Moments after arrival Mr. Tu and the porter crew laid a new feast before us.  It was impossible to predict that fried chicken & french fries would be freshly made this deep into the jungle but they were just as delicious as the Vietnamese stir fry that accompanied tonight’s dinner.  After eating we switched over to Vietnamese card games and challenged the porters managing to walk away a little cleaner than the night before.    The bad news was that we walked away cleaner because of a new penalty, we still lost 9 out of 10 games and were delivered rice wine and kneeling penalties which meant you had to kneel on the hard rocks until you won a round!

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Hang Son Doong Camp 2 just beneath The Garden of Edam

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Hang Son Doong Camp 2 just beneath The Garden of Edam

 

After the sun set we went into overdrive setting up a night shot of the campsite surrounded by the green mouth of the doline.  Thanh, Mr. Ky and Chris hiked partway up the boulders and used our headlamps to illuminate the scene.  Half of the remaining crew lit the foreground while Carla and I snapped these once in a lifetime pictures of the entrance to Son Doong’s 2nd doline.

 

When Howard brought the BBC reporter to this very same location he approached from the darkness behind us.  They rappelled down the Great Wall of Vietnam (which I would get to see tomorrow); upon turning the corner the commentator saw The Garden of Edam and exclaimed “Fuckin’ Hell!”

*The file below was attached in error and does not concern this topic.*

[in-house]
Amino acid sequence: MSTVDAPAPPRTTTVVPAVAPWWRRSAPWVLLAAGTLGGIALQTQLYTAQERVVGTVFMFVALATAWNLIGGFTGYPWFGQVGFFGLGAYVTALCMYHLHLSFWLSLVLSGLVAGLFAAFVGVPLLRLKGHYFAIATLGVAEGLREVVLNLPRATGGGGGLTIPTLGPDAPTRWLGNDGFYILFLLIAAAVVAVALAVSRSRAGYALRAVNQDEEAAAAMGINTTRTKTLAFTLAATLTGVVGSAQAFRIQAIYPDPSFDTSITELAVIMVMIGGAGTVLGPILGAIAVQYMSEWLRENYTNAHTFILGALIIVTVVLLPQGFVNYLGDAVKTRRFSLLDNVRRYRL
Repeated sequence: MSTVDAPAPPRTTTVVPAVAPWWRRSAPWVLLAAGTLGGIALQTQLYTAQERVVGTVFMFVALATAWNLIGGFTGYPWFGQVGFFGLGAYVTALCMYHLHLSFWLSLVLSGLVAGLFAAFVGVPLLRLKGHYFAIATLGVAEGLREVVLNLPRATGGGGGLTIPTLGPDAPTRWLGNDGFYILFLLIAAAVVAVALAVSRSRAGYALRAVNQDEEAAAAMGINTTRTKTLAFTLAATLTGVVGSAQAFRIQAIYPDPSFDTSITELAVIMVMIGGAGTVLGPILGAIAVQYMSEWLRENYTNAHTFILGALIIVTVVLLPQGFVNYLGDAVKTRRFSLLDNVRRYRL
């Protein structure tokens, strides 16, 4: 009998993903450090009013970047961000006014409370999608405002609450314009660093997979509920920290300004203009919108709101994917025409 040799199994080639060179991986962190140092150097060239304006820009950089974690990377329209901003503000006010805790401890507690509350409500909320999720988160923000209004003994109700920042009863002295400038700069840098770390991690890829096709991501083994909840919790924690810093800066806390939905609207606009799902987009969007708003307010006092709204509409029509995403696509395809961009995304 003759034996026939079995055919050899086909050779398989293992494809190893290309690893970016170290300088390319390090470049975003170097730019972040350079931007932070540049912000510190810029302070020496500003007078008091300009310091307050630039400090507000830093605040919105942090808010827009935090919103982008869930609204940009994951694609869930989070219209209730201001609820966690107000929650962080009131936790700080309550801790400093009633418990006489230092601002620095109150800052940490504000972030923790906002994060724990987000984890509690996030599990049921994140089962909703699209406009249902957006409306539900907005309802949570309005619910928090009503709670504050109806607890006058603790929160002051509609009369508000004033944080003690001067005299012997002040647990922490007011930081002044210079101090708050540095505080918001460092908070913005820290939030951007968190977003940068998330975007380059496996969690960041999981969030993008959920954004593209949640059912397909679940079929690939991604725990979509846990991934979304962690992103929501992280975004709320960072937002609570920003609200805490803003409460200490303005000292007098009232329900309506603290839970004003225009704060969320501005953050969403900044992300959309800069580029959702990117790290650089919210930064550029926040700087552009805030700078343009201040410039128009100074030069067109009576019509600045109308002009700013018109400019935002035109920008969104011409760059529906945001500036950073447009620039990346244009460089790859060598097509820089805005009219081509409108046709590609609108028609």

“Cut!” shouted his director.  BBC is family friendly so they had to reshoot the entrance a few times before finally managing “Fffffreaking hell” which was usable.  Howard’s anecdotal stories like this were a great addition to the trip.  ONe of my other favorites was his adventure to Coral Reef, 18 hours beyond the Great Barrier Reef; well maybe the camera man he brought to Son Doong who accidentally burned Howards hand and then forced him to carry all the equipment in a climb after nearly breaking his “good” hand.  If you want to hear them the best thing is to head to Phong Nha and join one of these trips!

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Hang Son Doong Camp 2 just beneath The Garden of Edam

 

Son Doong Day 3 – Watch out for Dinosaurs

Breakfast our second morning in Son Doong proved even more delicious than the first.  Sitting at a picnic table eating fruit-filled fresh crepes boggled our minds as we imagined the prehistoric scene awaiting us in the distance.  We broke camp and were on the trail by 9:15 AM heading under the boulders on a new path towards Watch out for Dinosaurs.

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Son Doong Campsite #1

Howard and Deb had been taking people on a more perilous elevated path where the stones were less secure.  Luckily they recently discovered a lower route which required ducking and crawling among the jagged edges surrounding us.  I closely followed Thanh and he regularly reminded me to keep my hands off the camera on this dangerous stretch.

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Son Doong – On the trek to Watch Out for Dinosaurs

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Son Doong – On the trek to Watch Out for Dinosaurs

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Skylight above Watch Out for Dinosaurs